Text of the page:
The changing face of retirement

When you hear the word retirement, what do you think of? Retirement today means different things to different people. The whole concept of retirement is changing right in front of our eyes and continues to change faster than ever. As you plan for retirement, it is critically important that you are aware of the changing landscape of retirement.

Life expectancy and health

If you go back to 1900, retirement did not exist because you died before you got a chance to retire. In those days, life expectancy was about 48 years of age.

In contrast, 35 years ago we retired at 65 and statistically we lived to 72. Back then, we retired because we were old.

Today, the 65-year-old is younger and more active than ever. The 65-year-old has a good chance of living another 10, 15 even 25 years. Today, retirement really should be the beginning of something special … the best years of your life. Today, you should be planning for a retirement that is still active and fun.

Early retirement

Back in the 1980s, London Life created a brilliant advertising campaign that told Canadians that they did not need to wait till 65, instead you should aim for Freedom 55. Today, the average retirement age has dropped to about 61. Early retirement and longer life expectancy are making retirement one of the longest phases in our life. Not only do we need to ensure we have enough money to last over a longer period of time but we also need to make sure we keep busy and engaged day to day.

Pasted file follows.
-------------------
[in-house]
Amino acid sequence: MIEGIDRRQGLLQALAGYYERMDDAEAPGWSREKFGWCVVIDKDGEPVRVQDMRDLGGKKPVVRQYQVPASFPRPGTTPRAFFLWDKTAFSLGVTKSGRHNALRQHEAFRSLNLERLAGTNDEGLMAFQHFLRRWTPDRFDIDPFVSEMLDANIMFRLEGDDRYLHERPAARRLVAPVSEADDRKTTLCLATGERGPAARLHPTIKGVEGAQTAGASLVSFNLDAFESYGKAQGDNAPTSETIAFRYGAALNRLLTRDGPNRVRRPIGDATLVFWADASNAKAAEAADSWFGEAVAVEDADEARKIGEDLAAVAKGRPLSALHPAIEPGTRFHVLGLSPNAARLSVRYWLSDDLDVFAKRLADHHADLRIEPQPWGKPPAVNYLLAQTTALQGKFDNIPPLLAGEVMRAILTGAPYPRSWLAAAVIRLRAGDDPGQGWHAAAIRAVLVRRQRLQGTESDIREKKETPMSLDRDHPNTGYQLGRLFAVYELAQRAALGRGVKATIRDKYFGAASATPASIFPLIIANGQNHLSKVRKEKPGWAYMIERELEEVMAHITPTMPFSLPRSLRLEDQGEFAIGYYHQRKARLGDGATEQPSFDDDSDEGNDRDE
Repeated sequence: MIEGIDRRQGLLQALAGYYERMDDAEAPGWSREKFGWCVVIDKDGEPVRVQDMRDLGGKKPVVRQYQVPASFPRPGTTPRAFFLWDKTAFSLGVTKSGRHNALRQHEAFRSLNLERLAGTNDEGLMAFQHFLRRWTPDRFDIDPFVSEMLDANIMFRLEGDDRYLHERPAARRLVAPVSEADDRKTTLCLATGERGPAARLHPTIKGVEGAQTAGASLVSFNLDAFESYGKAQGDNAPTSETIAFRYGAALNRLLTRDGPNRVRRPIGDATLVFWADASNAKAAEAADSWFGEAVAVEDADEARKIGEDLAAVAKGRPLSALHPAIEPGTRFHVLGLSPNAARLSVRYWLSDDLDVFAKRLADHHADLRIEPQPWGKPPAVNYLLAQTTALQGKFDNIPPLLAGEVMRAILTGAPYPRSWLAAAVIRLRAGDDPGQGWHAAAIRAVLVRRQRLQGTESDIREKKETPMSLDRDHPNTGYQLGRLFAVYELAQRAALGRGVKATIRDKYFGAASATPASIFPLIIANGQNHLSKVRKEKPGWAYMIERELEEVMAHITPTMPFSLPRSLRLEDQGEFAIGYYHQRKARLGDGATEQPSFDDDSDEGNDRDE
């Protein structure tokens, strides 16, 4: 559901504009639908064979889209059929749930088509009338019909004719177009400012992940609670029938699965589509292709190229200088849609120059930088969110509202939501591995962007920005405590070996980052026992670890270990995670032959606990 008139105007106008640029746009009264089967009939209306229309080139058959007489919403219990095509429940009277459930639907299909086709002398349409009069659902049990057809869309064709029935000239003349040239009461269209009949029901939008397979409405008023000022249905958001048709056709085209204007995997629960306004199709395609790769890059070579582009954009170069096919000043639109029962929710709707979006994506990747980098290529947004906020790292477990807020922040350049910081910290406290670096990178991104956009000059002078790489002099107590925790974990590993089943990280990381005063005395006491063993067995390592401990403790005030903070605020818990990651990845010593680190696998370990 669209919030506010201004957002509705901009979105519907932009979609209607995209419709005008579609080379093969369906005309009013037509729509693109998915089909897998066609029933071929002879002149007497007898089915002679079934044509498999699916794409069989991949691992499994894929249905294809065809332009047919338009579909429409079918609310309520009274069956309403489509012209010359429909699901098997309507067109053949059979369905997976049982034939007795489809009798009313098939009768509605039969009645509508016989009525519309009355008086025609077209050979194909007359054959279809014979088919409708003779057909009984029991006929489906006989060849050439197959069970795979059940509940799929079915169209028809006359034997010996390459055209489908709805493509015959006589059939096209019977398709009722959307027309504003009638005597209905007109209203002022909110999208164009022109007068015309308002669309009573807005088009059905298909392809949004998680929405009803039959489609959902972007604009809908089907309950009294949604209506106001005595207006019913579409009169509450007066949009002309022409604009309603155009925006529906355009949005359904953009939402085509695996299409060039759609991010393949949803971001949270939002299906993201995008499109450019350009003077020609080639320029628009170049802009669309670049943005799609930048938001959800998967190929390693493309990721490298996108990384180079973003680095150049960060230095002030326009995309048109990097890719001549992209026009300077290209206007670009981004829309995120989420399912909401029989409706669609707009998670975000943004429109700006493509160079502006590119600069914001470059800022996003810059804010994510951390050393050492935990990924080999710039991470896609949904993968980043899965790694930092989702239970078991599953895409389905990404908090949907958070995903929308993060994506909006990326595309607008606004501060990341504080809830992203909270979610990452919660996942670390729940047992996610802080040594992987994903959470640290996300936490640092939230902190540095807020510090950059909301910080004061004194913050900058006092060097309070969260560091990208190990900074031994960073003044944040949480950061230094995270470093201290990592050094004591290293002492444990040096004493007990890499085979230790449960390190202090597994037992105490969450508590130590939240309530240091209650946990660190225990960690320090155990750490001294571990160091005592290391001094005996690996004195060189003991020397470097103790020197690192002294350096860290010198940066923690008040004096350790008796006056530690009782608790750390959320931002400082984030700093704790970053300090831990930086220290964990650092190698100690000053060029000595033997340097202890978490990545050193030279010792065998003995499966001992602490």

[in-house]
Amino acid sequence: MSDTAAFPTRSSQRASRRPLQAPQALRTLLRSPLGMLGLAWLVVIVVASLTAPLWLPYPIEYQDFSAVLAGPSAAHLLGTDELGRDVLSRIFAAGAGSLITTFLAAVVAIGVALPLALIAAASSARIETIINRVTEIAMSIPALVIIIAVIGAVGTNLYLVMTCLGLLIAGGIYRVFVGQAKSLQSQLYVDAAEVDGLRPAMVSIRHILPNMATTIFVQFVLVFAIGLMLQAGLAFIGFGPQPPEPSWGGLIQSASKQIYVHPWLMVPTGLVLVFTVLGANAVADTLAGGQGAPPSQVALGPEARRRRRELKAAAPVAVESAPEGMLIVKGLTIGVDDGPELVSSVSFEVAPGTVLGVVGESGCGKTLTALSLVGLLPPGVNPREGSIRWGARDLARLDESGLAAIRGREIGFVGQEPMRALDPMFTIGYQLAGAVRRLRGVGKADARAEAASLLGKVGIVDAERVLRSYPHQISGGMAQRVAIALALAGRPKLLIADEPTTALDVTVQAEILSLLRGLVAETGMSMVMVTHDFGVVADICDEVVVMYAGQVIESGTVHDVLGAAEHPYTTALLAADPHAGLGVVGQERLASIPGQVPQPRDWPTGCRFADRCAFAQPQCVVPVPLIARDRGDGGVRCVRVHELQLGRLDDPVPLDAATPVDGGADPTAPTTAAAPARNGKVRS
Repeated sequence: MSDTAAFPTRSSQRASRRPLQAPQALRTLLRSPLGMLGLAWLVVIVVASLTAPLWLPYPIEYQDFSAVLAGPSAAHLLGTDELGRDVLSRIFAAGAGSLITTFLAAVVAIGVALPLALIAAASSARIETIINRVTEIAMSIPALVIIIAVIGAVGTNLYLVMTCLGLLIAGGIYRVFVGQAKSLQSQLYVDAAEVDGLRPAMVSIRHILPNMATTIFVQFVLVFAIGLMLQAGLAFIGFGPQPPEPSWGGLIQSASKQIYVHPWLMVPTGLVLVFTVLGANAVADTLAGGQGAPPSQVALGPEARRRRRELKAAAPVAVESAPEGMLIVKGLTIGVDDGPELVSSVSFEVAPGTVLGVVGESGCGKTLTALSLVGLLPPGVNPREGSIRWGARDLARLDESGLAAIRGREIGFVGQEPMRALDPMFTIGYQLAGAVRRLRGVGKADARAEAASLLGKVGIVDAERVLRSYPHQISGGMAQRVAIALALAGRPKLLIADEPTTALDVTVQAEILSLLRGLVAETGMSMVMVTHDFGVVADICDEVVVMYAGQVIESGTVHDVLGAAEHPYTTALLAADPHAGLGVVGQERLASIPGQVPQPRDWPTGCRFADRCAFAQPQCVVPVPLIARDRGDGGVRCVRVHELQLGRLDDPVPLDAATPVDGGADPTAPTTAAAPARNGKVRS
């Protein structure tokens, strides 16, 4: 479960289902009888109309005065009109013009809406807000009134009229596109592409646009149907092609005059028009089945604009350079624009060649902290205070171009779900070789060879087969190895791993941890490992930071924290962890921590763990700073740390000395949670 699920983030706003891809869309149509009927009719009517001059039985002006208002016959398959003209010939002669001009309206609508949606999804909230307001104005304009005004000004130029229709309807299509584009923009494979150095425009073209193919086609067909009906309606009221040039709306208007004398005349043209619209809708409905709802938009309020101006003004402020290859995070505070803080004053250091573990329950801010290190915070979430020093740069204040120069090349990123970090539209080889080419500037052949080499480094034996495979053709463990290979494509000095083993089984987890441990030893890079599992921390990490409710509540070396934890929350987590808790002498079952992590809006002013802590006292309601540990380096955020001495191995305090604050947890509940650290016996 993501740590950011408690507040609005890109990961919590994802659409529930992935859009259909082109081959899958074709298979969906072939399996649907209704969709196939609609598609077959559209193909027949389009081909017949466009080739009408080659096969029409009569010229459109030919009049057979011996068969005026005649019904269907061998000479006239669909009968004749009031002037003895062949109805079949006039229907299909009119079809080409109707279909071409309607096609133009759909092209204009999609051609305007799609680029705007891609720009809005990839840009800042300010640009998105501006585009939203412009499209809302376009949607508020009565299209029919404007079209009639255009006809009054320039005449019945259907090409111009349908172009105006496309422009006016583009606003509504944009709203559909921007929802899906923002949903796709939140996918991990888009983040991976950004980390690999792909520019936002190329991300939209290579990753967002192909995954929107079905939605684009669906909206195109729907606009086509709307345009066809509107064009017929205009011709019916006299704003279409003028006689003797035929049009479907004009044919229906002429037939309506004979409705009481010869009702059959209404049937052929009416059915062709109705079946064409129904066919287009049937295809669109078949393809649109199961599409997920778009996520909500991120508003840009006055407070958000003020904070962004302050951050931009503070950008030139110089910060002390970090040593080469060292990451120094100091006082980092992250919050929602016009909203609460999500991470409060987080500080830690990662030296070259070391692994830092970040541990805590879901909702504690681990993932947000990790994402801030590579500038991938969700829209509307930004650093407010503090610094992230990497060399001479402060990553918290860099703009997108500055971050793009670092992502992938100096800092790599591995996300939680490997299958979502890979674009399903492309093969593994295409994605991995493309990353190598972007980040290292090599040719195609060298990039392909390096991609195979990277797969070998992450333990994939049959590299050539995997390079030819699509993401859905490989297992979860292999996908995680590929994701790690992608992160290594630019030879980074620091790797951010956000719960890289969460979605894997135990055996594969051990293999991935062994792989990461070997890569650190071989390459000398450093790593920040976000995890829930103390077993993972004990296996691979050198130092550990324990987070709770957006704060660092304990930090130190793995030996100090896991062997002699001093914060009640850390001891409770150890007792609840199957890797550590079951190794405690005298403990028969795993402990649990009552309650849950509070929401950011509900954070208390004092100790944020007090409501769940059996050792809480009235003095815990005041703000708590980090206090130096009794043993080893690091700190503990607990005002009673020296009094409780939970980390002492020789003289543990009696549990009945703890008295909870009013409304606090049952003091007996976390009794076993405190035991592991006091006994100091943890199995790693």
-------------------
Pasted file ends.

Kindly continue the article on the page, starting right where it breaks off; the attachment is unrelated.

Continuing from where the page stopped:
Work in retirement

Probably one of the biggest changes in retirement is it is no longer about not working. More and more Canadians are working beyond the age of 65. Studies also show that more and more retirees are going back to work after they retire. Some do it for the money but many do it for enjoyment. Others go back to work for other reasons such as having structure in a day, to be around people, to accomplish things and for a reason to get up in the morning. What we are discovering is work is really not bad, especially if we are able to work on our terms.

Interest rates and risk

Thirty years ago when you retired, you could invest your savings in guaranteed investments and live on the interest because you were getting double-digit returns with no risk. Since then, interest rates have dropped over 70 per cent and now, at guaranteed rates of four per cent, retirees will have a tougher time living on safe investments. Retirees today and in the future will struggle with the risk-and-return conundrum. On one hand, they want more safety, and on the other they need higher returns because they can’t live on four per cent.

If you think risk is not an issue, just go back to 2000 when the market dropped and stayed down for three years. The people who felt the pains the most were the retirees.

As baby boomers head into retirement, there is one thing for sure — the face of retirement will continue to change. The key to successful retirement is to keep an open mind and recognize that retirement is personal.

Retirement can be whatever you want it to be. Take the time to think about how retirement is changing and how these issues will affect you. Retirement planning requires thought not just about money and how much you need, but it is crucial to plan how you intend to use your time and how you are going to maintain active, healthy living.

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